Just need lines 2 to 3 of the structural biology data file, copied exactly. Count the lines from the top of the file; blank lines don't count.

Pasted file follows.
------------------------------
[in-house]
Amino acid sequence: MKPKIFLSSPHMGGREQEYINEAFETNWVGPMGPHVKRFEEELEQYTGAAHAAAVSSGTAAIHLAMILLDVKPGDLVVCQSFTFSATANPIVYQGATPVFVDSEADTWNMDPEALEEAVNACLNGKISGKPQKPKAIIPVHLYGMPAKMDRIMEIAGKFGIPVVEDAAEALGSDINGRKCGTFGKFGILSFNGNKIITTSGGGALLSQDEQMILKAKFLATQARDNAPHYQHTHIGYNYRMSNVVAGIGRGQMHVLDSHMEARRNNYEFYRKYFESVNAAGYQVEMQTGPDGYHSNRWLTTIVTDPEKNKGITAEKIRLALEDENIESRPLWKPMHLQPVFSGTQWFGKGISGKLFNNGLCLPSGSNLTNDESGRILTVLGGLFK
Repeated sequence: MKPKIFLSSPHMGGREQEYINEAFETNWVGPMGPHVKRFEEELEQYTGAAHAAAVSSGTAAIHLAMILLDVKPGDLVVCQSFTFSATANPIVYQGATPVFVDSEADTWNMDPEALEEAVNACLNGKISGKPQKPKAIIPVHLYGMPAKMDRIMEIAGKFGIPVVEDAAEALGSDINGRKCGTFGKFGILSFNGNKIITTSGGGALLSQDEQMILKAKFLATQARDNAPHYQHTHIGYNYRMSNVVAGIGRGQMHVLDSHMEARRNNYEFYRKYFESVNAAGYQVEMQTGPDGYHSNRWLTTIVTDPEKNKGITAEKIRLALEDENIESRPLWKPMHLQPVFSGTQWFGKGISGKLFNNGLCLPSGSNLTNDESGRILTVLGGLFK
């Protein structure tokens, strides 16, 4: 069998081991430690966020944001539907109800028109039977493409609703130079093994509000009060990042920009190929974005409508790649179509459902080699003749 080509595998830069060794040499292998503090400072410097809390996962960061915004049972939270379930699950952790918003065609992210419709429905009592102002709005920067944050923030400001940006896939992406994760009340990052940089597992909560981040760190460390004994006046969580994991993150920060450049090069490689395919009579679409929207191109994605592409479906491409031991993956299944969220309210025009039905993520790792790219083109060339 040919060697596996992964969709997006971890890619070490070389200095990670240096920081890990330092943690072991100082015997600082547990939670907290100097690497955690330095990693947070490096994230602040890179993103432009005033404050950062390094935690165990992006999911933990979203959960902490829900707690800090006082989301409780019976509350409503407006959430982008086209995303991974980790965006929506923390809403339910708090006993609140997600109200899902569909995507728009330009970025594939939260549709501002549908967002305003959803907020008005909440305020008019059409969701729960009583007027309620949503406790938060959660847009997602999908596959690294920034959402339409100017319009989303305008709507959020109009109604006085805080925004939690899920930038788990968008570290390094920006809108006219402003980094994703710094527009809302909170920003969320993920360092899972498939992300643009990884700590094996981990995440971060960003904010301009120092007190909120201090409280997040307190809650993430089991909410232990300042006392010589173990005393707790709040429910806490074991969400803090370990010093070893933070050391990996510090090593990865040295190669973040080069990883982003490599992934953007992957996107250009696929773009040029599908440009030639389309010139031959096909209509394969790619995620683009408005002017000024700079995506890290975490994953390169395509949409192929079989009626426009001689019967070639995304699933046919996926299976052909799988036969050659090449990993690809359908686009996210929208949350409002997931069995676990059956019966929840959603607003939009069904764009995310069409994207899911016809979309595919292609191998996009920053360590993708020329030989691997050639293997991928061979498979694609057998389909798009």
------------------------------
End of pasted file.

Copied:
Amino acid sequence: MKPKIFLSSPHMGGREQEYINEAFETNWVGPMGPHVKRFEEELEQYTGAAHAAAVSSGTAAIHLAMILLDVKPGDLVVCQSFTFSATANPIVYQGATPVFVDSEADTWNMDPEALEEAVNACLNGKISGKPQKPKAIIPVHLYGMPAKMDRIMEIAGKFGIPVVEDAAEALGSDINGRKCGTFGKFGILSFNGNKIITTSGGGALLSQDEQMILKAKFLATQARDNAPHYQHTHIGYNYRMSNVVAGIGRGQMHVLDSHMEARRNNYEFYRKYFESVNAAGYQVEMQTGPDGYHSNRWLTTIVTDPEKNKGITAEKIRLALEDENIESRPLWKPMHLQPVFSGTQWFGKGISGKLFNNGLCLPSGSNLTNDESGRILTVLGGLFK
Repeated sequence: MKPKIFLSSPHMGGREQEYINEAFETNWVGPMGPHVKRFEEELEQYTGAAHAAAVSSGTAAIHLAMILLDVKPGDLVVCQSFTFSATANPIVYQGATPVFVDSEADTWNMDPEALEEAVNACLNGKISGKPQKPKAIIPVHLYGMPAKMDRIMEIAGKFGIPVVEDAAEALGSDINGRKCGTFGKFGILSFNGNKIITTSGGGALLSQDEQMILKAKFLATQARDNAPHYQHTHIGYNYRMSNVVAGIGRGQMHVLDSHMEARRNNYEFYRKYFESVNAAGYQVEMQTGPDGYHSNRWLTTIVTDPEKNKGITAEKIRLALEDENIESRPLWKPMHLQPVFSGTQWFGKGISGKLFNNGLCLPSGSNLTNDESGRILTVLGGLFK